Critiques, Cravings and Conundrums From the Madison Food and Dining Scene
Aug 14, 2011
10:03 AMSmall Dishes
Loving the Love Apple
La Pomme D'Amour—the love apple)—is the name the French adoringly gave the tomato back in the 16th Century. As things go, tomatoes, a native to South America, came to the European table relatively recently. It’s unclear as to who brought back the first tomato from the New World: maybe the Spanish explorer Cortez after he conquered the Aztecs in Mexico, but possibly even Columbus as early as 1493.
Surprisingly, considering their national fondness for tomatoes, they were only used as ornamental table decorations in Italy until the late 17th or early 18th centuries. This was because at worse they wore thought to be poisonous (the plant belongs to the deadly nightshade family) and at best unsuitable for eating.
Even though the tomato had become universally popular by the mid-18th century, I was shocked when I moved to Wisconsin (and for the record, it was in the mid-20th century) and discovered so many people here who just despise the things. Growing up in the South, they were a summertime staple—available ripe from the garden about five months of the year. Alas, the growing season here is much shorter, and not that long ago, shorter yet.
The alternative to red, ripe, homegrown tomatoes is store-bought. Until recently, what was available there was nothing that would win many fans. Thanks to the likes of on-the-vine, hydroponic and heirloom varieties, tomatoes have become much more appealing all year long. However, there is still no substitute for a local tomato right from the garden and now is the time to enjoy it.
Here are a few suggestions—even for tomatophobes—of where to go to fall in love with tomatoes.
Harvest. Annually this restaurant pays homage to heirloom tomatoes at its Heirloom Tomato Dinner (August 21 at 6 p.m.). The set six-course menu is $65 with specially paired wines and must be reserved ahead of time.
The Continental Fitchburg. It doesn’t get any fresher than this: Jim and Jenny Schiavo grow their own tomatoes and basil on the premises. Their harvest ends up in salad, bruschetta and pasta dish specials.
L’Etoile. This restaurant that made locally grown trendy and has many seasonal dishes featuring tomatoes from area farmers. One of the best is a lively salad of mixed greens with radishes, kohlrabi, hazelnuts and Black Earth Valley grape tomatoes dressed with a Dijon-mustard vinaigrette.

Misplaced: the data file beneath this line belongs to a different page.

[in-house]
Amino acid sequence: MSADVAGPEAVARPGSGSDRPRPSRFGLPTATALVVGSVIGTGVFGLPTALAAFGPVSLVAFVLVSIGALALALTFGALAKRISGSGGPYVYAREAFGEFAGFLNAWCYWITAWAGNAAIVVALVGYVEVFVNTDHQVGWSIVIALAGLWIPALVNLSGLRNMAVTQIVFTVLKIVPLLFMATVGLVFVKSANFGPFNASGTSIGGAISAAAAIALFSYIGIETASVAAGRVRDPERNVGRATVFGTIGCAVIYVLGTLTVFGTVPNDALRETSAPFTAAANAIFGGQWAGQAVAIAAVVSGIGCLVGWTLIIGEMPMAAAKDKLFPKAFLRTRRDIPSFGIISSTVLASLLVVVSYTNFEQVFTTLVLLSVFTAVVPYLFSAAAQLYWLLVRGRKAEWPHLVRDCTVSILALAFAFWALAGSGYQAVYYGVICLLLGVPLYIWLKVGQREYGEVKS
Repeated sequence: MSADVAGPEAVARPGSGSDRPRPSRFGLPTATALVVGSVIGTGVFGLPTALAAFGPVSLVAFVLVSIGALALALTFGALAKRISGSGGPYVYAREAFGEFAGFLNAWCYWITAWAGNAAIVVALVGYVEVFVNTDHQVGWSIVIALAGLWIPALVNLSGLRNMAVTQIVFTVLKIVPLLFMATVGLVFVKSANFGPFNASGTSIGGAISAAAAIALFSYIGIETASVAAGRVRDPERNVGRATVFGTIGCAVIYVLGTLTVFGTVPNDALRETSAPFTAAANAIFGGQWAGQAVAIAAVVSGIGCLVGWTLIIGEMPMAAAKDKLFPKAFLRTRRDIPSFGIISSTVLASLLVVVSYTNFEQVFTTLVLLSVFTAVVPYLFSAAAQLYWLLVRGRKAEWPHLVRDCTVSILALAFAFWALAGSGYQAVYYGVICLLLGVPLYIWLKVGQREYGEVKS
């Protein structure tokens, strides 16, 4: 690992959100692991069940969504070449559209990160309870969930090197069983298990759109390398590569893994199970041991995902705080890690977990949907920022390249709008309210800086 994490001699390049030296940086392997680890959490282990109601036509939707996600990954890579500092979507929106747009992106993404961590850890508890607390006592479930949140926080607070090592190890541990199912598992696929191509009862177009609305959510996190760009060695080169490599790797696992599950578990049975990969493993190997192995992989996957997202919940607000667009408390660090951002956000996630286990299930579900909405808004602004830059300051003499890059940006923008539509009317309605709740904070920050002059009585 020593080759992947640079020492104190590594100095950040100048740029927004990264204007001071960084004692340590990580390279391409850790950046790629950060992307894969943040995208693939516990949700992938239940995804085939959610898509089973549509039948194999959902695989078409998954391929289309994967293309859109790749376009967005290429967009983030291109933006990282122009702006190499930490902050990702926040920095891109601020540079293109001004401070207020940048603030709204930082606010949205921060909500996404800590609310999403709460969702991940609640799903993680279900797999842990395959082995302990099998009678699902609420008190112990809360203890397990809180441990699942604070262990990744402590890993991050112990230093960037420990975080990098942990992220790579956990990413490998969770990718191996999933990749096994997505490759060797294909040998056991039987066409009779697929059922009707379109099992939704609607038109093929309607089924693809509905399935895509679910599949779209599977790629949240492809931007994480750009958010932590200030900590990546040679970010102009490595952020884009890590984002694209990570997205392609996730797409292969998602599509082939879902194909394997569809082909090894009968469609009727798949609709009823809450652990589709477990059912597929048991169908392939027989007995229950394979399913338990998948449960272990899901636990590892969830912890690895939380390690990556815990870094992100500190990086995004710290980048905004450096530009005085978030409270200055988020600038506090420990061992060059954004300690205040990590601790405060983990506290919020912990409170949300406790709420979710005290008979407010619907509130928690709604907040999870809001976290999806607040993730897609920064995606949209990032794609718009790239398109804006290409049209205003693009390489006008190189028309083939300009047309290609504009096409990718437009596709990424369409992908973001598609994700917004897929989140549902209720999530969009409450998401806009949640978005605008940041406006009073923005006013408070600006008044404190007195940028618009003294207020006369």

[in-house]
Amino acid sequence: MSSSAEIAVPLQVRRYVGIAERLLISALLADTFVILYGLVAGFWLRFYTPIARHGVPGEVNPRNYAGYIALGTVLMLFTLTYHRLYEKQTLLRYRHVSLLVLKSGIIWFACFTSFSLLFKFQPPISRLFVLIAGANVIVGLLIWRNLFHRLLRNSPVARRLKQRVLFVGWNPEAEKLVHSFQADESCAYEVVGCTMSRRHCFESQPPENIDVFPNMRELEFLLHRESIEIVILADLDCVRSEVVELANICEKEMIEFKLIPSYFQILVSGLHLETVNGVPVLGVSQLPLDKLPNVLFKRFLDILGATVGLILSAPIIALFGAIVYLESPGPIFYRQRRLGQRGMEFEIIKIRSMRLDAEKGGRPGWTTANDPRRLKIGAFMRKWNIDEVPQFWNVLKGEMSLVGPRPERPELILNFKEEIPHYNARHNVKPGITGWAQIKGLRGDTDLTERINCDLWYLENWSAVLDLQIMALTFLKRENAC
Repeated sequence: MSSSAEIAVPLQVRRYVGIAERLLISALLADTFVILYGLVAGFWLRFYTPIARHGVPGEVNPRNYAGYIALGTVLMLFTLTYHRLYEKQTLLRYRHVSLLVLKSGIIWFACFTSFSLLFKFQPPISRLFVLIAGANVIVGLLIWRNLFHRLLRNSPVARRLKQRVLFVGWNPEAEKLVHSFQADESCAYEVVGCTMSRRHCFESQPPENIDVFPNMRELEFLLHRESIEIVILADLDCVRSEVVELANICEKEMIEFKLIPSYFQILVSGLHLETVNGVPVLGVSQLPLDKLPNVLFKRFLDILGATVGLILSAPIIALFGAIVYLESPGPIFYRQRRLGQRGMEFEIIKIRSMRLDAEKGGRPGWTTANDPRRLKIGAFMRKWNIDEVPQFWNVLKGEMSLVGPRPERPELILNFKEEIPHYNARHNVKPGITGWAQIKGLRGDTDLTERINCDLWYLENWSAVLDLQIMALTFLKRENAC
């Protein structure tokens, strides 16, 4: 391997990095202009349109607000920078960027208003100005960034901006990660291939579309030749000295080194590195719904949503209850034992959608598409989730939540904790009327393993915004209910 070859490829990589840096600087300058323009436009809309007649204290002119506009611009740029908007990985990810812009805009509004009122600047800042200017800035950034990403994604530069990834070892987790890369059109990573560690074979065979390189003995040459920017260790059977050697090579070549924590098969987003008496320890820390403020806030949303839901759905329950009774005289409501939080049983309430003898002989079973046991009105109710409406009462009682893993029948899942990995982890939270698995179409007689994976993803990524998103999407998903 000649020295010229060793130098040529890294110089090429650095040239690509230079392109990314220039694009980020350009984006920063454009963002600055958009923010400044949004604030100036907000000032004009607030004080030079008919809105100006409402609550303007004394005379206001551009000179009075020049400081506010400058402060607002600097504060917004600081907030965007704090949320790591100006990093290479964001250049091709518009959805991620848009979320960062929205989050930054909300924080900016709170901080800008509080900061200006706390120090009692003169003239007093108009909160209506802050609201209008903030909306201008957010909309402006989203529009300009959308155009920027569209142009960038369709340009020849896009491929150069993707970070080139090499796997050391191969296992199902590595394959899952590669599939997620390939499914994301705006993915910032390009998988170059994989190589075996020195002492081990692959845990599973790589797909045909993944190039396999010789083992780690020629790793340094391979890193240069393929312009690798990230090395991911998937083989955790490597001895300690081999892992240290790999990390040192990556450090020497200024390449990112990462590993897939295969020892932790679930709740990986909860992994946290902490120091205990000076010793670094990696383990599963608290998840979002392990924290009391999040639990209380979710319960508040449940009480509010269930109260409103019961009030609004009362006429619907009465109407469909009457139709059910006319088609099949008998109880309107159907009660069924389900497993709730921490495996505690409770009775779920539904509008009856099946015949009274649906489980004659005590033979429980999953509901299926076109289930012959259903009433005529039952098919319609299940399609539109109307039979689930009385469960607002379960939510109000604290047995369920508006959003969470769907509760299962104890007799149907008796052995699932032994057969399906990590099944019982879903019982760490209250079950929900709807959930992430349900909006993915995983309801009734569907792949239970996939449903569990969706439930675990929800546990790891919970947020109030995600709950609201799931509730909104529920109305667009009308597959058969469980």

The Old Fashioned. Not on the regular menu—only when tomatoes are in season—is a daily special requiring a trip to The Old Fashioned: an exemplary BLT that’s simply delicious.
Lombardino’s. One of my favorite summer delights is panzanella—Italian bread salad. When tomatoes are at their peak, it’s sure to make its way on to the menu at Lombardino’s and it’s as good as any that you’ll ever have.
Liliana’s. A specialty of the house is tomato bisque made with roasted tomatoes, celery, carrots and onion; finished off with crème fraiche and herb-infused oil. This is adult comfort food that you’ll never buy in a can.
Osteria Papavero. A salad of tomatoes and fresh mozzarella on a restaurant menu today is about as common as Caesar salad. But at this small, authentic Italian restaurant, the insalata caprese is uncommonly good, made with tomatoes fresh from the farmers’ market, buffalo mozzarella, baby arugula, oil-cured anchovies and balsamic vinaigrette.
Don’s Produce. Located in Arena, Wisconsin Don and Marie Uselman raise many kinds of vegetables on their family farm. They’re all grown hydroponically using no herbicides or pesticides. I especially like the vine-ripened, hand-picked tomatoes that are available at many markets around town as well as the Dane County Farmers' Market. Best of all, they’re available almost year round! You won’t find a better tomato in the supermarket.
Tomato Jam. So, I know it sounds kind of weird, but I grew up with it. My mother loved it—and though I hate to admit it—I do, too! It makes the world’s best peanut butter and jelly—tomato jam—sandwich and is also good on crackers with brie, goat or cream cheese. Tomato jam (or preserves) can be kind of hard to find (Smucker’s stopped making it recently), but is available if you look for it at specialty markets and on line. Of course, if you’re a serious aficionado, you’ll make it yourself (a recipe is here).
½ cup extra-virgin olive oil
4 tbsp. butter
3 cloves garlic, peeled and sliced
Half a baguette or other good bread, cut into ½-cubes
3 to 4 pounds any and all kinds and colors of the best vine-ripened tomatoes available
2 tablespoons balsamic vinegar
Salt and freshly ground black pepper
1 handful fresh basil leaves, thinly sliced
Preheat oven to 350 degrees.
Heat ¼ cup of the oil and butter together in a large ovenproof skillet over medium heat. When butter has melted, remove skillet from heat and add garlic and bread cubes and mix well. Place skillet in oven and bake until bread cubes are golden and crisp, 10 to15 minutes. Remove skillet from oven and set aside to cool.
Meanwhile, prepare the tomatoes: If using cherry tomatoes, remove stems and slice in half. For larger tomatoes, core and slice into medium cubes. Put tomatoes in a large bowl, add vinegar and remaining ¼ cup oil, then season to taste with salt and pepper. Mix well.
Shortly before serving, toss bread and basil with the tomatoes. Adjust seasonings. Spoon panzanella into each of four shallow soup bowls and garnish with sprigs of basil, if you like.